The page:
President Paul Kagame has said that African youth must challenge themselves and reflect on their contribution to the future of food in their communities, underscoring the need for innovation to advance the continent’s agriculture sector.
Kagame made the observations on Thursday, September 10, 2020, while participating in a youth town hall meeting which was held under the theme “Africa’s Food System of the Future.”
The session which was held virtually, is part of the 10th African Green Revolution Forum (AGRF) Summit which started on September 8 and concludes on September 11.
He said that the potential of agriculture on the African continent is vast.
“We need to invest more and get more out of the investments we have already made. This includes public infrastructure and value chains, particularly for the growing urban food markets that underpin prosperity in rural areas,” he remarked.
“What we need from you is the corresponding focus and innovative spirit so that agriculture can serve as the basis of Africa’s economic transformation,” the President told the youth.
Reducing Africa’s food imports
Neema Matunzi, a delegate from Kenya said that Africa’s food is key to feeding its growing population, especially in cities, as well as the rest of the world.
“This means that most (African) countries should move from being net food importers, as it is currently the reality, to net exporters. So, Mister President, what is your vision for the future of food systems,” she asked President Kagame.
A net importer of food is a country or region whose food imports outweigh its exports.
Statistics from the African Development Bank (AfDB) indicated that Africa had an estimated net food import bill of US $35.4 billion in 2015, with about 15 food chains accounting for most imports, including 5 staple commodities such as wheat, sugar, rice, beef, and soybeans.
The Bank said that increased food demand and changing consumption habits are leading to rapidly rising net food imports, which are expected to grow from US $35 billion in 2015 to over US $110 billion by 2025, if the situation does not change.
Replying to the above question, President Kagame said that “in our vision, we want to transform agriculture from mostly subsistence to a modern, knowledge-based sector that ensures both food and nutrition security, and also creates value and contributes to our economy.”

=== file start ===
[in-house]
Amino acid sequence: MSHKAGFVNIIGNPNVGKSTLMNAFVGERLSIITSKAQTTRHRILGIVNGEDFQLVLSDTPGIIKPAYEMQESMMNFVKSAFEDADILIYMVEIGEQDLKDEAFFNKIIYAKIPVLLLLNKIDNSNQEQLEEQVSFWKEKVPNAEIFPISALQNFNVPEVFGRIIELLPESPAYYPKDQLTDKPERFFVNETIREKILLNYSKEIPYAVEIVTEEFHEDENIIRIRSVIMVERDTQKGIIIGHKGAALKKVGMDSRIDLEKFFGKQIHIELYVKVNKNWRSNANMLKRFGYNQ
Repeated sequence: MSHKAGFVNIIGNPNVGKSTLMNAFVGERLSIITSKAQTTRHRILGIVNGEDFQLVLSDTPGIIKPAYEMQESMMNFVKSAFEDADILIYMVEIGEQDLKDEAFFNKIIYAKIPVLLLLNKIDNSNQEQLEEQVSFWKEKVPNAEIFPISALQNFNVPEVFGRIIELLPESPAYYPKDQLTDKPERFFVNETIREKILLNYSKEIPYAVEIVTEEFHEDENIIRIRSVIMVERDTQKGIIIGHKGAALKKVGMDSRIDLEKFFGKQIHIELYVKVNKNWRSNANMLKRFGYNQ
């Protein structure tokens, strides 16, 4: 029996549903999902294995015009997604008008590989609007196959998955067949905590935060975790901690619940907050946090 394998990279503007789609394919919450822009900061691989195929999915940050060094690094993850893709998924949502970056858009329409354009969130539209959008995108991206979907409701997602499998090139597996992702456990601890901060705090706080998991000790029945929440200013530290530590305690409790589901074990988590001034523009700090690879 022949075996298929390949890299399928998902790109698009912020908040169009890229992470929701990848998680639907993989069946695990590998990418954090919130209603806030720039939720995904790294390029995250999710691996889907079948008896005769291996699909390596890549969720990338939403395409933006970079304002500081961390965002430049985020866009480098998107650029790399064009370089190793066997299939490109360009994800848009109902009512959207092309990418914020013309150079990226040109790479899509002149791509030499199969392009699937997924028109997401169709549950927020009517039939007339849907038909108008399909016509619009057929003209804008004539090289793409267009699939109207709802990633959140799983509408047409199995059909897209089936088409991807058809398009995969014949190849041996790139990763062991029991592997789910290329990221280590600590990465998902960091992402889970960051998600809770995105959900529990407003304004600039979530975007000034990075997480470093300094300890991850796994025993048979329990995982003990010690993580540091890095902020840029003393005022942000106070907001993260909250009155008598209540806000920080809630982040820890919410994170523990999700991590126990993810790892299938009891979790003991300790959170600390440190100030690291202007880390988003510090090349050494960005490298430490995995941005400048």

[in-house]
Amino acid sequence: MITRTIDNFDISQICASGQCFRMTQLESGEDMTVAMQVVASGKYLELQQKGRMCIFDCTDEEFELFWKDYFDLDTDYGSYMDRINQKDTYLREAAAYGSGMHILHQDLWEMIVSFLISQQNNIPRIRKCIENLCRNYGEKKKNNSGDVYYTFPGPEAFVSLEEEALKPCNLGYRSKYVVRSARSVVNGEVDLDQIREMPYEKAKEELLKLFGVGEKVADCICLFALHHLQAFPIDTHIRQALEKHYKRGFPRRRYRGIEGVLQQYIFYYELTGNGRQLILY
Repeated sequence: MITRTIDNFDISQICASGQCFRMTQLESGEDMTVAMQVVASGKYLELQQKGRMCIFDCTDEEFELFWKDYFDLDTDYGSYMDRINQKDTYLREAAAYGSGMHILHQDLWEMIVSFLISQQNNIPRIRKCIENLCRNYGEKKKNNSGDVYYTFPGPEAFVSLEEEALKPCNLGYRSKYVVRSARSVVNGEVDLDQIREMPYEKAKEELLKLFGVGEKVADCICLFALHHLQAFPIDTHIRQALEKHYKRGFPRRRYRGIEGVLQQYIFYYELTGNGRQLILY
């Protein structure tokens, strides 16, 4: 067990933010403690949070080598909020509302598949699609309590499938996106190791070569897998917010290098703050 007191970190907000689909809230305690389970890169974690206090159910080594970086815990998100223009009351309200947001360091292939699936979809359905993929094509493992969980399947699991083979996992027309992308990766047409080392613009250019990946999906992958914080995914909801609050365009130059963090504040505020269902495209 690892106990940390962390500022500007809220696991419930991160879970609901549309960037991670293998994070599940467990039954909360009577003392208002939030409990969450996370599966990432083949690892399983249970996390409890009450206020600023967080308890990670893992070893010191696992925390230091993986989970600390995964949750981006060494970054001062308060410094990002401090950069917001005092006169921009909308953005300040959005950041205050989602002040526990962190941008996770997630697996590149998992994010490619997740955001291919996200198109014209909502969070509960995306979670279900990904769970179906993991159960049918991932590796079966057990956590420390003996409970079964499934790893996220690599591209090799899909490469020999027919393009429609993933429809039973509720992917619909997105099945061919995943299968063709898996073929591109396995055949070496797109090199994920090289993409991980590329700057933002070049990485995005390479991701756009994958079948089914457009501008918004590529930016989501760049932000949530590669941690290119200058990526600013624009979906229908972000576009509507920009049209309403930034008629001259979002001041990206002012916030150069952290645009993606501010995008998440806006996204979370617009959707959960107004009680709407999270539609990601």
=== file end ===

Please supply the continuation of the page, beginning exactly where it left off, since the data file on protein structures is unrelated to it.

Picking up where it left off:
“This means therefore, a stronger role for the private sector including farmers with the government acting as a market enabler, rather than dominating the market,” he said.
According to the Head of State, increased profits will come from higher yields and higher value agricultural commodities such as horticulture, poultry, pork and fisheries, among others.
The President said that besides enabling good policy, the Government of Rwanda is working to provide the required infrastructure and to support research.
“And, you will find that this is across the whole continent; each country is focused on a number of things, but these are the common ones.”
He observed that Rwanda has partnered with the Howard G. Buffett Foundation to establish Rwanda Institute for Conservation Agriculture (RICA) which is educating a new generation of agriculture entrepreneurs in the latest sustainable farming practices.
Rwanda also facilitated the establishment of a youth platform – the Rwanda Youth in Agribusiness Forum – which targets opportunities in the agriculture sector domestically and regionally, the President added.
Agriculture as a key source of employment
Hailemariam Desalegn, former Prime Minister of Ethiopia and Chair of Alliance for a Green Revolution in Africa (AGRA), said that by 2035, within the coming 15 years, Africa should generate 350 million new jobs, according to the World Bank estimates, yet, the fact is that most African youths are not employed.
However, Yunike Phiri, Founder of Zambia Young Emerging Farmers Association said that one major challenge that she has seen in the agriculture value chain, especially for us young people, is access to finance.
“We are asked to provide loan collateral for us to get mine from the banks. But the majority of smallholder farmers, especially young people, are just graduates who don't really have collateral. So for me, access to finance is something that should be addressed for the youth to sustainably engage in agriculture,” she said.Follow https://twitter.com/EmNtirenganya